How to pack your glassware during a move

When packing or moving your glassware or fragile items, such as kitchen tools, cups and the likes, one needs to be extraordinarily careful. Use the step-by-step guide given below to pack your glassware during a move, so that they all arrive at your new location undamaged


Get the Right Packing materials

When packing your glassware, it’s best to use a small size box, so it doesn’t get too heavy to lift.  Other items needed in the process are a towel, packing paper, newsprint, packing tape, a marker to label the box and other soft materials that you can get for free.

Bubble-wrap could be used as well, but hope you know bubble-wrap is hard to recycle and also expensive to get? Also, if you feel using old newspaper is the best alternative available to you as at the time of the move, then be ready to wash those glasses as soon as they get to the new location to get rid of the black print. Wrap paper, dish towel, or anything soft around each set of glasses to avoid any breakage.


Prepare the Box

After packing your glassware, the next thing to do is to prepare the box.

You can either;

Crumple up several sheets of paper to cover the base of the box. This will help  provide sufficient cushioning to prevent the glasses from hitting the bottom or if the box drops on the ground by accident, or

Use towels or sheets to form a thick layer on the base of the box to protect the glasses from bumps.


Wrap big Glasses first

Always wrap and pack the heaviest, biggest sets of glasses first. Arrange heavy glasses first at the bottom of the box and put lighter ones on top. Use a flat clean surface, lay paper or towels already stacked on the table, take one glass and place it in one corner of the stacked paper or towel. Start by rolling the glass and as it rolls, stuff the ends of the stacked paper or towel into the glass’s opening and continue to wrap until the glass is totally covered. Is it possible to wrap two glasses together? Yes. If large sheets of paper are available, you can wrap two glasses in one sheet to save you the cost of buying more packing materials. However, you can only do this if the glasses have the same size. Once you have used a half of the paper sheet to properly wrap and protect the first glass, add the second glass and repeat the process.


Box it Up

Now that your glasses have been are wrapped, you need to create a nice and very tight package, so proceed by folding over the ends at the base of the glass. The edges of the glasses shouldn’t be felt at this point. But if you can, then you still need to wrap another layer of paper; this depends on whether the glass has a large lip or handle. Arrange the glass or set of glasses in the box on top of the stack of towel or crumpled paper.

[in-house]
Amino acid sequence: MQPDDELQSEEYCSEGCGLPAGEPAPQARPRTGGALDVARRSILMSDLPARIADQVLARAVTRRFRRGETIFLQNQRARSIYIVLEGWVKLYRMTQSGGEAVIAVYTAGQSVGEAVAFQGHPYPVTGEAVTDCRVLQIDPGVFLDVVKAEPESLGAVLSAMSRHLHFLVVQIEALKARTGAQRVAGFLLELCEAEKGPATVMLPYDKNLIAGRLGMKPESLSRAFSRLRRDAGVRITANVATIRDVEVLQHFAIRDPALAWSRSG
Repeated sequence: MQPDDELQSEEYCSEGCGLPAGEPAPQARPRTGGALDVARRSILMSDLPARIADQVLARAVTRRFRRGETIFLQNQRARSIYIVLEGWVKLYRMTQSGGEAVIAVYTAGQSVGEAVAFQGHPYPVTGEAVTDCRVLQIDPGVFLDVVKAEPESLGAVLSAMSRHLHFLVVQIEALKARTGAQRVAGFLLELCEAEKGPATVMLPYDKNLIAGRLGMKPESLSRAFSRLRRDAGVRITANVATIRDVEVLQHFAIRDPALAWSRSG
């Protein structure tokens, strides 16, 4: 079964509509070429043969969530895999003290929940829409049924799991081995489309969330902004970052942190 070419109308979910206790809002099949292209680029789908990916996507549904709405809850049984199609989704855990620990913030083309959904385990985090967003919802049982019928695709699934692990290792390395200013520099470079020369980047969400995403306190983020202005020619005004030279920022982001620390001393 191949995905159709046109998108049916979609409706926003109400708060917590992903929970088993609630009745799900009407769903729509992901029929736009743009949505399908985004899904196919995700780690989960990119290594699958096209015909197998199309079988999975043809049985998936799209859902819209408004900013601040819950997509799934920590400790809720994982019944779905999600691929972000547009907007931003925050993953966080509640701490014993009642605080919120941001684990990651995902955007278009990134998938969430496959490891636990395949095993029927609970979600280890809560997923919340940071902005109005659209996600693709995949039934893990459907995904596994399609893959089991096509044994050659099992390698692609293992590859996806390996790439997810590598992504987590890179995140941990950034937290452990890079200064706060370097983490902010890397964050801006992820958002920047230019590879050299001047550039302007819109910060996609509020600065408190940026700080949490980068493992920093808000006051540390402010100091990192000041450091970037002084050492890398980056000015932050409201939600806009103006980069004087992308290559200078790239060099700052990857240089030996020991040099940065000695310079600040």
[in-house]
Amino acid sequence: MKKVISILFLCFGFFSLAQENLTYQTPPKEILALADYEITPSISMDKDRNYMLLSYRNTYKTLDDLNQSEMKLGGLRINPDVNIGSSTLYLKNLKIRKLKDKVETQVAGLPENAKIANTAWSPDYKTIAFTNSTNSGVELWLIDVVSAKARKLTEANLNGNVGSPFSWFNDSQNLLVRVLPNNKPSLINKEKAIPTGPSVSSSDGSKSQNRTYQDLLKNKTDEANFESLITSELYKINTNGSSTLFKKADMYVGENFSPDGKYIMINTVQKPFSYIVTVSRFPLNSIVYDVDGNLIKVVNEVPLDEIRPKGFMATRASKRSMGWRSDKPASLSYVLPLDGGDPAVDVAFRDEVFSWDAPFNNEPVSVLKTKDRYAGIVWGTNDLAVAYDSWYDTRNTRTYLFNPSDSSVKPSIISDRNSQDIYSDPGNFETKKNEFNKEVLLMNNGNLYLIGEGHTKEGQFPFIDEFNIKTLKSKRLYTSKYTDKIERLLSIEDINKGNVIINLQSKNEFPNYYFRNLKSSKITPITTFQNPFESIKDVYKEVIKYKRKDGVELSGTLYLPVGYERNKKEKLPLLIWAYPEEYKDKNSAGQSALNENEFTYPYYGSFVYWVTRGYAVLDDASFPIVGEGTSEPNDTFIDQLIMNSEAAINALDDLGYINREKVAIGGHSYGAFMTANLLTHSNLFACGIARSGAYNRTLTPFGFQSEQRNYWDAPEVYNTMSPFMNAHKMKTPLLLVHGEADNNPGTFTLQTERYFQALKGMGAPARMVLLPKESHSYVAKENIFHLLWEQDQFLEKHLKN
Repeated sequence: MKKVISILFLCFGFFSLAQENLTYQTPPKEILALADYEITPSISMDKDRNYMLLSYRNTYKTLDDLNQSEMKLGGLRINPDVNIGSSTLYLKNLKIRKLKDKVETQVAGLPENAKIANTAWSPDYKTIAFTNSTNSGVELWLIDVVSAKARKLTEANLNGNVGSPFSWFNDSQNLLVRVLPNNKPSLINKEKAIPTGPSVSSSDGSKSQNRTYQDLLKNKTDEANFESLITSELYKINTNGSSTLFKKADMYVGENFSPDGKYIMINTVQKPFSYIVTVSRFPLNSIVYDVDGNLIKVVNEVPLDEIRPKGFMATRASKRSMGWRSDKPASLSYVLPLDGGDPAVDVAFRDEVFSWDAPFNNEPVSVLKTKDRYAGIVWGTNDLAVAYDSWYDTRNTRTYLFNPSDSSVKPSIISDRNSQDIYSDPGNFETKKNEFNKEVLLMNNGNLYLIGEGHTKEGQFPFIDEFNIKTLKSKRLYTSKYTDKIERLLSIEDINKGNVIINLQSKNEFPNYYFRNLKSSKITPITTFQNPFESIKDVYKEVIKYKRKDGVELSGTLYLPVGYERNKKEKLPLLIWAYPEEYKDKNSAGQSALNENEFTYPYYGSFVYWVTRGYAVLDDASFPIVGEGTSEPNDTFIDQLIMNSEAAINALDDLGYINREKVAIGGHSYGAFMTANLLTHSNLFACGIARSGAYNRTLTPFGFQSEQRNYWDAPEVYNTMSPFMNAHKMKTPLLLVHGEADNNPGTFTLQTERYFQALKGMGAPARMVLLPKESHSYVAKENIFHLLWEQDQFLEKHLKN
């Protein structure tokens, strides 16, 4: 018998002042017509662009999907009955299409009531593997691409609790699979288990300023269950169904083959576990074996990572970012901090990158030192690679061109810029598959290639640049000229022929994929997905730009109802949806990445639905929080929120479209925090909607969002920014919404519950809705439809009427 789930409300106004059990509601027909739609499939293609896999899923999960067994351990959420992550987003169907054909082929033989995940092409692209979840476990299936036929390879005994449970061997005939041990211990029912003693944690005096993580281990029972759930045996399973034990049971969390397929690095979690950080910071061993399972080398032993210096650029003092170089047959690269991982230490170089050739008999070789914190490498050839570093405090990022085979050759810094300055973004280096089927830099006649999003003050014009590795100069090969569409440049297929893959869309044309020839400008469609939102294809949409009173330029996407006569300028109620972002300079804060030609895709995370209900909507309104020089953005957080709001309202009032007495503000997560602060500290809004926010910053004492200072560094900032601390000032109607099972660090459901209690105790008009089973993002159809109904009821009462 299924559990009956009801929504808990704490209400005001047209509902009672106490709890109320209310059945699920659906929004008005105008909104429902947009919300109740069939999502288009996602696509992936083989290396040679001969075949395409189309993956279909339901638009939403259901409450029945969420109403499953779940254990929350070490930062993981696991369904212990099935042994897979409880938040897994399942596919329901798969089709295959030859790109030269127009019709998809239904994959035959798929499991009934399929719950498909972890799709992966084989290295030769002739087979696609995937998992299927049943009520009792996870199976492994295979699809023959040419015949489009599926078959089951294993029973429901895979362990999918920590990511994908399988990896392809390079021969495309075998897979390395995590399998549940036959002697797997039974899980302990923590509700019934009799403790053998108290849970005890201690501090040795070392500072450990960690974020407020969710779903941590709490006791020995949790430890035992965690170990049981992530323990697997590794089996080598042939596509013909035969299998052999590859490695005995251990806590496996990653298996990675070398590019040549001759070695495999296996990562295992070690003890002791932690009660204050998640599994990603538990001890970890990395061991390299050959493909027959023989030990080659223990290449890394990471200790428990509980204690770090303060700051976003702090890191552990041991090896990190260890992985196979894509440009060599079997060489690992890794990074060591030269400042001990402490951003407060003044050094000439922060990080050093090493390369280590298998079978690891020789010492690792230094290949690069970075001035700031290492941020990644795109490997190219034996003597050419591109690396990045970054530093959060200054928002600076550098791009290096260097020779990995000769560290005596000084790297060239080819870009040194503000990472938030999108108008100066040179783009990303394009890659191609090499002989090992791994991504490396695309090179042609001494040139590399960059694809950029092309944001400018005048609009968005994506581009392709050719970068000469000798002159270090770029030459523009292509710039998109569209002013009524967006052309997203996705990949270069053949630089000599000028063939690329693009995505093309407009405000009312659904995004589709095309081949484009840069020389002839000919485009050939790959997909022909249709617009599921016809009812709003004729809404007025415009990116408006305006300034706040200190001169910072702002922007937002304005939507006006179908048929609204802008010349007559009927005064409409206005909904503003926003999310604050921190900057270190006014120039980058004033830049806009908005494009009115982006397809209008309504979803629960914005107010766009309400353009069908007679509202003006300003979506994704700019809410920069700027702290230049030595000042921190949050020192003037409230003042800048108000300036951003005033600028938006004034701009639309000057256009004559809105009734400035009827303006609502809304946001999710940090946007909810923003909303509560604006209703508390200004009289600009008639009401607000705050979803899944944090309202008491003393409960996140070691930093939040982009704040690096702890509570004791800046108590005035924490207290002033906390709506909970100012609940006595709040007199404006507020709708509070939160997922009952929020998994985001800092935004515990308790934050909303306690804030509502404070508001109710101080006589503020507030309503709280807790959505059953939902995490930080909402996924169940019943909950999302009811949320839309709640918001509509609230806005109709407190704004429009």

Continue to wrap the glass

Continue to wrap the set of glasses in a single or double package; and arrange them one on top of another.  Remember, larger glasses should be placed first at the bottom while the lighter ones on top.


Leave a space at the Top      

Make sure the box isn’t stuffed to the brim; make space at the top for extra items. This is equally necessary because you might want to be sure that the amount of stacked paper added to the bottom of the box is the same amount used at the top; just leave enough space to add a thick layer on top.


Check Your Package

Before the box is sealed, gently shake it back and forth. You shouldn’t be able to hear any glass hit another.  Once you are convinced, seal the box closed with a packing tape and label it. Know the content of the box and the place it belongs to in the new home. More so, you can mark the box as “fragile” so the mover will know that the box needs to be handled with care.

Stemmed Glasses

For glasses having fragile stems, such as your wine glasses, follow the steps above, but before you start wrapping them, make sure the stems are wrapped first. Use half a sheet to wrap the stem, then place it on the stacked paper and start rolling. This just ensures that the most fragile part of the glass is well protected. Wrap one stemmed glass at a time, not two. Arrange these types of glasses in the box last, so there will be more space for extra cushioning at the top of the box.